Rep. Terri Cortvriend and Rep. June S. Speakman join Clean Water Action, the Conservation Law Foundation and the Audubon Society of Rhode Island to host a virtual panel discussion on Tuesday on the dangers of PFAS chemicals and what can be done. made to protect against it. .
The event, scheduled for Tuesday, October 12 at 7 p.m., will feature a panel of experts including the acting director of the Department of Environmental Management, Terrence Gray, local scientists and academics. Moderated by Alex Kuffner of Providence Journal, the panel will help define the importance of this issue and discuss what you can do to protect your family. They will also answer questions about toxic chemicals forever.
- Dr Rebecca Altman, environmental sociologist and author
- Terry Gray, Acting Director, RI Environmental Management Department
- Dr Lauren Richter, Assistant Professor, Department of History, Philosophy and Social Sciences, RI School of Design
- Dr Angela Slitt, Associate Professor, Department of Biomedical Sciences, University of RI
Tickets for this free event and more information are available on the event page: Toxic Chemicals Forever in Rhode Island: A Conversation at Town Hall.
Per- and polyfluoroalkylated substances (PFAS) are found in hundreds of consumer products, including non-stick cookware, food packaging, cosmetics, waterproof jackets, rugs, stain or wrinkle resistant fabrics, fire fighting foam and much more.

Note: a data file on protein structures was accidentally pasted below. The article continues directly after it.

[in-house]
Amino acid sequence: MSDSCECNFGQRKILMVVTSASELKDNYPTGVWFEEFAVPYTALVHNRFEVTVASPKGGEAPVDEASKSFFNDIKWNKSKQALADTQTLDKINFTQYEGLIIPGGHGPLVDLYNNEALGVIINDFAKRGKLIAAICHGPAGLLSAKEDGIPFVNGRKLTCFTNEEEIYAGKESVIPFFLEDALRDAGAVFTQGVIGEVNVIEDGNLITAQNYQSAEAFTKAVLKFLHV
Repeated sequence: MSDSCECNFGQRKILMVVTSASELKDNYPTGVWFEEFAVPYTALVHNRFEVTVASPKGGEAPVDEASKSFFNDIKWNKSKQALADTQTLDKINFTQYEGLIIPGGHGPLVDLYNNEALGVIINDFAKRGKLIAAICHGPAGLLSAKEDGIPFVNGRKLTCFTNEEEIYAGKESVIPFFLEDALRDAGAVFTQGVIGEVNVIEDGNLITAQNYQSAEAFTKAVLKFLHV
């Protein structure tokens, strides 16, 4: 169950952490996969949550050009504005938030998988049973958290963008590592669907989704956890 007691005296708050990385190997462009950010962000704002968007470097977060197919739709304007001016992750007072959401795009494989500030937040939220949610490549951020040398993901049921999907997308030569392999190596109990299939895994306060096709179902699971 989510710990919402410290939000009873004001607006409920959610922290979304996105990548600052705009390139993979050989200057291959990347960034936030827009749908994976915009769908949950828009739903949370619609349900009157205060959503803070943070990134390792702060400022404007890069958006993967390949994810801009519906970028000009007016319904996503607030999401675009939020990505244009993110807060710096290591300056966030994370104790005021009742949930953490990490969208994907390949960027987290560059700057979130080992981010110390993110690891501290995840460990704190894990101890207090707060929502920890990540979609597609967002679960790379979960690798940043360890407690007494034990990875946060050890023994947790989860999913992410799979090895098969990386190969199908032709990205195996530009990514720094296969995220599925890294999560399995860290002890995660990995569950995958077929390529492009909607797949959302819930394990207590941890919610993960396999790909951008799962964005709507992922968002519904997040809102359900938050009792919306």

These chemicals have been linked to cancer and can have harmful effects on the immune system and other tissues and organs. They are often referred to as âeternal chemicalsâ because they are very stable and therefore do not break down in the environment. The result is widespread contamination of water, agriculture and the food chain around the world. In fact, PFAS chemicals were found in 44% of the water systems tested in Rhode Island.
For three years, Representative Speakman and Representative Cortvriend introduced measures to ban PFAS in food packaging manufactured or sold in Rhode Island (2021-H 5356A) and to establish maximum levels of contaminants for permanent chemicals. in public drinking water networks (2021-H 5523). The former was passed by the House this year, and representatives plan to push for passage of both in the 2022 session.
âPFAS chemicals are ubiquitous in consumer products, despite the known dangers and all the questions that remain about their long-term effects or how to get rid of them from our bodies or our environment. We cannot continue to tolerate this health risk, âsaid Speakman representative (D-Dist. 68, Warren, Bristol).
According to Representative Cortvriend (D-Dist. 72, Portsmouth, Middletown), âThere is also a need for greater public awareness of the dangers of PFAS and all the products that contain them. People need to know that they and their families can be exposed to dangerous chemicals through their cooking utensils, food wrappers, rugs or clothing. There are alternatives, but you have to be aware of the danger to know to avoid it. We hope this event will help raise awareness of these hazardous chemicals and build support for action to reduce their use in Rhode Island. “